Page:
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Iga Stepniak
mobile apps development

Mobile apps development: native, HTML5, or hybrid?

Before you start working on a mobile apps, you may ask yourself a question: should I choose native language designed for the targeted platform or perhaps use one of the popular wrappers that allows to write code using only one language  for all platforms – that language usually being JavaScript with HTML5 and CSS. Code written this way is then placed in a native container which enables distribution to AppStore or GooglePlay.


In the later case you only need to be proficient in web technologies.

There are three possibilities to develop mobile applications:

  • write native code
  • write HTML5/CSS code only
  • write hybrid app with JavaScript and HTML5/CSS

Hybrid applications can benefit from both native and HTML5-only development. Where possible you can write application elements reusable across many platforms, and when it is necessary (for example when you need access to hardware of device) you can generate request and get access to native components.

Pure HTML5/CSS applications are easy to write, but have no access to device functionalities, so their options are severely limited.

Recently, when starting a new mobile project at Espeo, we considered two ways: creating an Android application with native code in Java or using one of the hybrid JavaScript frameworks – Ionic, which allows for a single codebase for both Android and iOS.

While making up our mind, we were at first more into Ionic – what could possibly be better than one codebase to develop app for all platforms? Well, theoretically creating such an application is quicker, easier to create views (HTML), and we would only need web development know-how. Then again if it is so cool, why are there still so many native-written applications out there?

Besides limited access to device features, one of the biggest disadvantages of hybrid applications is their significantly worse efficiency. They are much slower, and much less responsive, casino pa natet and the difference is visible even on devices with good processors. The efficiency depends on the type of application and the smartphone. This is worth considering if you’re for example targeting the Polish market with a big share of subpar devices offered by mobile operators.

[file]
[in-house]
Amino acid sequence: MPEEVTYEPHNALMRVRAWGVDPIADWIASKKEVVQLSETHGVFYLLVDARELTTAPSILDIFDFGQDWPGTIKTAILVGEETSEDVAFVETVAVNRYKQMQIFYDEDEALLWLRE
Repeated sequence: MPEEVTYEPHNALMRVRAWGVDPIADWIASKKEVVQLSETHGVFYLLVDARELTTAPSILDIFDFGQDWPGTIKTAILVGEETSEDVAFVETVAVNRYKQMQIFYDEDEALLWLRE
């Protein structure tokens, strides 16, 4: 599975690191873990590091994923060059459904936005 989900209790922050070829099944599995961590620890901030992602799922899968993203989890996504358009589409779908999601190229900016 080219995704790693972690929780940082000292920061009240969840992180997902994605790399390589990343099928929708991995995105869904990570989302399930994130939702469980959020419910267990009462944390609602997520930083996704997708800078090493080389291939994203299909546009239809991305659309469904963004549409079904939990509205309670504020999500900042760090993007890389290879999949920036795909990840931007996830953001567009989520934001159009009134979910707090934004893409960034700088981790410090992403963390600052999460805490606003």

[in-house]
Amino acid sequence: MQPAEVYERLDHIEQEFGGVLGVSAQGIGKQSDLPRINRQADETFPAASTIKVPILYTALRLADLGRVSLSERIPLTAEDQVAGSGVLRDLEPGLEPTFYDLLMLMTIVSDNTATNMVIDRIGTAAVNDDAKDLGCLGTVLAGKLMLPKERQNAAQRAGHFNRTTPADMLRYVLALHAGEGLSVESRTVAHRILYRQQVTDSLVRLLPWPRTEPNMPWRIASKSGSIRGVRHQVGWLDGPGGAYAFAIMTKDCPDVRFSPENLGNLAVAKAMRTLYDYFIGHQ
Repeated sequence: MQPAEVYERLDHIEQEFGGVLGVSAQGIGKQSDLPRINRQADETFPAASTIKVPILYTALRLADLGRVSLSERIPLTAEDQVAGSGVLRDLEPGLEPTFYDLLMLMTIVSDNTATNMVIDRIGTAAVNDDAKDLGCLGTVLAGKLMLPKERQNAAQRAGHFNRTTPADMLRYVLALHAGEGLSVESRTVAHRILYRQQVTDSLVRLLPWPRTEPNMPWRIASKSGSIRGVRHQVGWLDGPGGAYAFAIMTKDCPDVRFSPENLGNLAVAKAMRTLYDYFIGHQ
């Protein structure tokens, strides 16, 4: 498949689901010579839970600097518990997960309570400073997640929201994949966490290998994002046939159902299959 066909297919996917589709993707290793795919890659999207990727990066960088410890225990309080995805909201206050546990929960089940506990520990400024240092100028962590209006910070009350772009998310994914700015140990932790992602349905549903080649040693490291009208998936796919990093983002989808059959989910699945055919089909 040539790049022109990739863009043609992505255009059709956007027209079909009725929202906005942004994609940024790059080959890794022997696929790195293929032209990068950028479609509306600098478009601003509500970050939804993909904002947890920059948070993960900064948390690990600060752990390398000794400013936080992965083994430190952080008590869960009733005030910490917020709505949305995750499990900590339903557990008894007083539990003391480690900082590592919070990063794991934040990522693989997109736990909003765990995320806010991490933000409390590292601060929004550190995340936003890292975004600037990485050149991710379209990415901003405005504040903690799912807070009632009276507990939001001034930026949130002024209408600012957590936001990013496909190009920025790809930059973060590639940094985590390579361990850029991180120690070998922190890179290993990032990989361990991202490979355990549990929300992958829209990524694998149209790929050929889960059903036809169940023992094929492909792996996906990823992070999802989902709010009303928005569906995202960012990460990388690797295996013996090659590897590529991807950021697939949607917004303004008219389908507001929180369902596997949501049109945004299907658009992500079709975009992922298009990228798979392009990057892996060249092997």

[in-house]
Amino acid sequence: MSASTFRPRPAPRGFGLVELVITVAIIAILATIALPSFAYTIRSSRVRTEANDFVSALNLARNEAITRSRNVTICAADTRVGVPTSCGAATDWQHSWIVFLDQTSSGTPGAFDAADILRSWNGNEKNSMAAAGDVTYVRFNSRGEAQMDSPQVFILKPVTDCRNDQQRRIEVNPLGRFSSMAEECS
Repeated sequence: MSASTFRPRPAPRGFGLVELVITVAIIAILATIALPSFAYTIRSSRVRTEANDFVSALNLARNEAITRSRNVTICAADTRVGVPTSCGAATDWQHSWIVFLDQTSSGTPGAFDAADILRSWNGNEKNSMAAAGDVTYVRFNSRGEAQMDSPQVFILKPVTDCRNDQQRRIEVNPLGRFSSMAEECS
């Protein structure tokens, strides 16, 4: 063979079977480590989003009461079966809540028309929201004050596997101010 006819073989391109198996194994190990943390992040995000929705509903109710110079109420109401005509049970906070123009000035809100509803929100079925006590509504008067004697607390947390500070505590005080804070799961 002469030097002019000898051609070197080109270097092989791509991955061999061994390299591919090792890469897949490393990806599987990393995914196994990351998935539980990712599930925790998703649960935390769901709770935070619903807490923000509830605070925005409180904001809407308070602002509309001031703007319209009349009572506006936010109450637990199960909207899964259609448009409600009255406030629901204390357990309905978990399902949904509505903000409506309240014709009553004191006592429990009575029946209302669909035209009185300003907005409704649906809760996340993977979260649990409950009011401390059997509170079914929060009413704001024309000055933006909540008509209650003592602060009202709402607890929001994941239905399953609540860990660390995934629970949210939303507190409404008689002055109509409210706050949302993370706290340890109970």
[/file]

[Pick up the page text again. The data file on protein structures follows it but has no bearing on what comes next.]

An application which is slow on top-end machines can cause serious problems, including crashing and restarts, on lesser ones.

A major issue of multi-platform applications is also their hampered user experience. There are certain standards and best practices of mobile application design – different for Android, iOS and Windows Phone. It is difficult to provide well-designed views for each platform.

There is one very important advantage of writing mobile apps using a framework like Ionic – it”s usually cheaper (it can be of course more expensive if you have to develop twice: once in Ionic, and then in native languages, because Ionic did not meet your expectations).

You don”t need know-how in many fields like Java (Android), Objective C or Swift (iOS) or C# and XAML (WP). It is also easier to maintain such an application.

Therefore Ionic seems to be suitable for small apps, which should be easy to code, but don”t need a lot of content, don”t use most of device functions, don”t have to look particularly pretty and be particularly fast.

In other cases, when you want to produce good quality product – fast and good looking, which works just fine on older devices – you should probably develop it in a native language written mobile application.

author: Iga Stępniak

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